There is nothing stopping an organisation from paying a decent salary and using 
fair hiring practices even when not legally required to do so,  and still 
getting more bang for their bucks. In what way would that be immoral? Cheers, P


From: Gnangarra [] 
Sent: 18 April 2023 13:00
To: Wikimedia Mailing List
Subject: [Wikimedia-l] Re: [Wikitech-l] Re: Reflecting on my listening tour


 Either we make software development cheaper somehow (move the WMF to Romania 
or something)


Hiring in countries with the worst labour laws and cheapest minimum wages is 
totally immoral. Especially in a community where equity is part of our culture 
we must endeavour to ensure that employees/contractors regardless of where they 
live paid fairly and equally subject to skills and responsibilities of the 
role.  WMF already has many employees that are based in countries where such 
immoral employment conditions dominate. 


On Tue, 18 Apr 2023 at 05:49, Dan Garry (Deskana) <> wrote:

I agree with much of what Amir has said here, except one little bit...


On Mon, 17 Apr 2023 at 20:52, Amir Sarabadani <> wrote:

And even if a software would have an owner, it used to be that the team was 
under so much pressure to produce new things instead of maintenance that the 
software would practically be without a maintainer (or worse, as even 
volunteers couldn't unofficially take the role). I can example a few.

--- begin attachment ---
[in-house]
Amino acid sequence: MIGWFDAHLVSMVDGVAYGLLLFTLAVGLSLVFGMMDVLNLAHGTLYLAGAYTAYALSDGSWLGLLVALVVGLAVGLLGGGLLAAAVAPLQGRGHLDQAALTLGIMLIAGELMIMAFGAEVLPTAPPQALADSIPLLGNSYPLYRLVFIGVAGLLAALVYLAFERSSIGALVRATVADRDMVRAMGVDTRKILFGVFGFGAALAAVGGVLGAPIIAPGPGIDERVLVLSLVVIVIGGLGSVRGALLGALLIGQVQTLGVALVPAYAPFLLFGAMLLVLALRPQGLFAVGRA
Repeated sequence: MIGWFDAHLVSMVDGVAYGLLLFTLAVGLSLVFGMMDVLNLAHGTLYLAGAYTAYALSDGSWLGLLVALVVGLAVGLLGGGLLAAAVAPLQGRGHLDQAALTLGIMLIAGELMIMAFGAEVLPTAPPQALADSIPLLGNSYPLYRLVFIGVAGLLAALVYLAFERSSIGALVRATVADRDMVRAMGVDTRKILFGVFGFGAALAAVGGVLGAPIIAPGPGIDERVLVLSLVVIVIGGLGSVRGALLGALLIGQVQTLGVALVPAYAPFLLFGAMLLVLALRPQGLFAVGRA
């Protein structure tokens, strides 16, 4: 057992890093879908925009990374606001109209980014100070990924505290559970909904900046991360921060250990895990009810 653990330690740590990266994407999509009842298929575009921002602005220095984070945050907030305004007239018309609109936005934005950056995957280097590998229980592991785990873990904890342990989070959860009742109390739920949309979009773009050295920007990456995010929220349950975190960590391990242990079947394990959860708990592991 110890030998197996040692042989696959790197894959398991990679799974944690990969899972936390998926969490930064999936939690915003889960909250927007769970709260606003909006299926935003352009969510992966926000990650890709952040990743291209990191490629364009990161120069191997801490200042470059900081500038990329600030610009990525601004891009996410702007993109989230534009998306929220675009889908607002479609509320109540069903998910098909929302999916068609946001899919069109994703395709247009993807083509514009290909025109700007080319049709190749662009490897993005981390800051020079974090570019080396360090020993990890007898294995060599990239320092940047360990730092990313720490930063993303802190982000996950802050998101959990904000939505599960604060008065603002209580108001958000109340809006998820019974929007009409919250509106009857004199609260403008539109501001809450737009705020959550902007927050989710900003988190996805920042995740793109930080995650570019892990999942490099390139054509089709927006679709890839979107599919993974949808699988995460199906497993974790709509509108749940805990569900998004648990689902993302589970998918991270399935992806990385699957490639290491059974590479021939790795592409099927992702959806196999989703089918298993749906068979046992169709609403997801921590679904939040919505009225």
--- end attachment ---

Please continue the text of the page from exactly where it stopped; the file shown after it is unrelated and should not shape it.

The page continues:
I think pressure on a team to deliver new things is one reason why this 
situation has come about, but it's far from being the only one. Here's a few 
others off the top of my head:

*       Owning so many things that even if there was zero pressure to deliver 
new features, the team still couldn't maintain everything that they own.
*       Incredibly powerful and incredibly complex features that teams are 
afraid of touching lest they break them and make community members angry.
*       Conservatism and fear of community outrage causing reluctance to 
deprecate functionality.
*       Lack of understanding of the impact of the feature.
*       Lack of a clear roadmap (a list of bug reports and feature requests is 
not a roadmap).

There's more but those are some that come to the top of my head. And, not 
everyone one of those always applies to every situation, e.g. I definitely 
don't think all of the items in your list should be deprecated!


This causes the path of least resistance to be, for everyone involved, to leave 
things in limbo and hope for the best.



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